Miami Marlins

Marlins game against Nationals postponed because of weather

Miami Marlins' Wei-Yin Chen (54) pitches against the Detroit Tigers in the first inning of an interleague baseball game, Tuesday, April 5, 2016, in Miami.
Miami Marlins' Wei-Yin Chen (54) pitches against the Detroit Tigers in the first inning of an interleague baseball game, Tuesday, April 5, 2016, in Miami. AP

Play ball?

Not so much lately for the Marlins, whose game Saturday against the Nationals was postponed because of inclement weather. It snowed during the morning and became windy, cold and damp by early afternoon.

Counting rainouts and scheduled off days, the Miami Marlins have played just eight games — including spring training exhibitions — over the past 16 days.

“It’s not ideal, but everybody else is dealing with it, too,” said Marlins manager Don Mattingly, holding a Marlins ski cap he intended to wear Saturday had there been a game. “I think we’re all in the same boat, for the most part.”

The Nationals have played only 12 games over the past 21 days.

Saturday’s makeup will be played as part of a split doubleheader on May 14.

There is a silver lining for the Marlins: The extra day of inactivity will give the bullpen another day of rest, and it will buy more time for starting pitcher Wei-Yin Chen.

Chen, who was struck by a line drive just below the left elbow in the season-opener on Tuesday, is still dealing with bruising. While Mattingly said there is no long-term concern with Chen, the left-hander is still sore.

“He’s still getting the soreness out of the elbow,” Mattingly said. “He’ll throw a (bullpen on Sunday) to see where he’s at.”

Chen had been scheduled to make his next start on Monday in New York.

Now he’ll be pushed back to Wednesday at the earliest. Tom Koehler, who was scheduled to start Saturday, will pitch Sunday. Jarred Cosart will go on Monday, with Jose Fernandez moving in front of Chen and starting Tuesday. With the off days, Adam Conley — who went just one inning in Thursday’s start before a 85-minute rain delay led to the decision to take him out — could go Wednesday if the Marlins decide Chen needs more time to heal.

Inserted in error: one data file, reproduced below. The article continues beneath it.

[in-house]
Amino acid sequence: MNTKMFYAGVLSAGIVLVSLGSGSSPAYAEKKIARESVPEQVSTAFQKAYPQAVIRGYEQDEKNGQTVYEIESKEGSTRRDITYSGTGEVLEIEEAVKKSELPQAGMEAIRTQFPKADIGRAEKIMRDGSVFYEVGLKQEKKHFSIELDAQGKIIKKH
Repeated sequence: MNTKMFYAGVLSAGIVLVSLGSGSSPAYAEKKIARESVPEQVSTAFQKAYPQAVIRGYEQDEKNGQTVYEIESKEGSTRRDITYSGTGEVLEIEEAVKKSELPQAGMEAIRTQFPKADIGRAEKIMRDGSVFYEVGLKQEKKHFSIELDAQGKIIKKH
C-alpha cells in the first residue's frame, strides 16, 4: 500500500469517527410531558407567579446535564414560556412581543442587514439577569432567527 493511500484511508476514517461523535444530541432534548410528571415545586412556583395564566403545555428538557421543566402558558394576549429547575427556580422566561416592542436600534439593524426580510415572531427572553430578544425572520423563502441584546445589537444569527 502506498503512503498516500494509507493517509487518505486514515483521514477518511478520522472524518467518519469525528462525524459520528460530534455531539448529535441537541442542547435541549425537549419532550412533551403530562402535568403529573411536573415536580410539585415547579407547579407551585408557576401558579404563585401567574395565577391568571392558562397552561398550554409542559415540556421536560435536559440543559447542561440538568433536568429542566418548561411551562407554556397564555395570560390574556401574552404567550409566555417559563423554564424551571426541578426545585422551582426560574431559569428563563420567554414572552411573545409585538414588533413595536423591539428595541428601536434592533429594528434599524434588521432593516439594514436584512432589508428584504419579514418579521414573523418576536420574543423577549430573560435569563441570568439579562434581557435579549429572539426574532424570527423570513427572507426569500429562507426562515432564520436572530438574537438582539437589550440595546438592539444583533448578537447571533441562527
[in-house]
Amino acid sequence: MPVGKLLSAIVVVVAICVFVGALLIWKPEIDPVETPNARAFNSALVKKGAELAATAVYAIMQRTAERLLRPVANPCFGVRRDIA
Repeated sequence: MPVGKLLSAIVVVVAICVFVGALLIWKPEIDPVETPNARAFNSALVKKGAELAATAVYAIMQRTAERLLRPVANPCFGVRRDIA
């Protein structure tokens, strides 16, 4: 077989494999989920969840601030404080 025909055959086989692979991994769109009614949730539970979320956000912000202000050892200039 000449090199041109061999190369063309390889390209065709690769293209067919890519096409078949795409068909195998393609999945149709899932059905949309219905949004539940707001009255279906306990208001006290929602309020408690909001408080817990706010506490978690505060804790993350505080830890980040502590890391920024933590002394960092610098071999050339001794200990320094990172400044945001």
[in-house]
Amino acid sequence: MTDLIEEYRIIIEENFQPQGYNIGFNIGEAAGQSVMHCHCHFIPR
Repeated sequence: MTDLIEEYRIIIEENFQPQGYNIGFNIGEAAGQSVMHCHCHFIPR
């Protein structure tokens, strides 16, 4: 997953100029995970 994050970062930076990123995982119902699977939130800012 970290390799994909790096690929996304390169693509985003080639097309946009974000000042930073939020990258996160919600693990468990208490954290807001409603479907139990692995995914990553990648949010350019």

“Wednesday may be the day we’ll mess with if something’s going on, if he’s just not right,” Mattingly said of Chen.

“There is no structural problem,” Mattingly said of Chen. “He’s been able to throw. He just has some fluid in there (that has moved) down to the wrist. We just want it to get out of there. I think the extra days are really good for him.”


One troubling early trend for the Marlins: Their pitchers have issued 16 walks in three games, including nine walks Thursday in their lone win. Mattingly wants that to change.

“Whatever it is, we have to get it under control,” Mattingly said. “You’re not going to survive many games like that. I think we know we’ve got to get better.”

Mattingly said there are instances in which he would rather see a pitcher give up a home run, as reliever Bryan Morris did on Thursday to Bryce Harper, than walk a batter.

“The other day, when Harper hits the homer, it doesn’t really bother me, because we’ve got a three-run lead,” Mattingly said. “I’d rather see him hit a homer than walk him, and that may sound funny. But it’s a different thing when a guy walks a guy. I’d rather see them make them earn what they get. When you walk a guy, you can’t defend that. So the walks kind of drive you crazy.”


Mattingly was pleased the Marlins were able to keep outfielder Cole Gillespie in the organization. Gillespie, who was designated for assignment before Opening Day, cleared waivers and was outrighted to Triple A New Orleans.

“It’s kind of two-fold,” Mattingly said. “I always want my guys, you want them in the big leagues. If that can’t happen, I’m glad he’s with us. He’s a solid player, a guy that we know. I’m glad, selfishly, that we have him.”

Gillespie now gives the Marlins some extra outfield depth they can tap into in the event of an injury to one of their big-league outfielders.

Mattingly said the plan is for Gillespie to also get playing time at first and third base in the minors, “just to give him more value.”

The Marlins weren’t as fortunate with left-hander Brad Hand, who was claimed off waivers by the Padres. Hand, who was out of minor-league options, had also been designated.

“For me, just seeing him for a short period of time, he just didn’t really go from A to B to C to D (in his development),” Mattingly said. “He just stayed at A to B, never really took that next step. We kind of let him know in spring that we were going to put him in the bullpen after a start or two. We were hoping it would click for him and, then, boom and take off. It didn’t seem to click that quickly, and we had to make a decision.”

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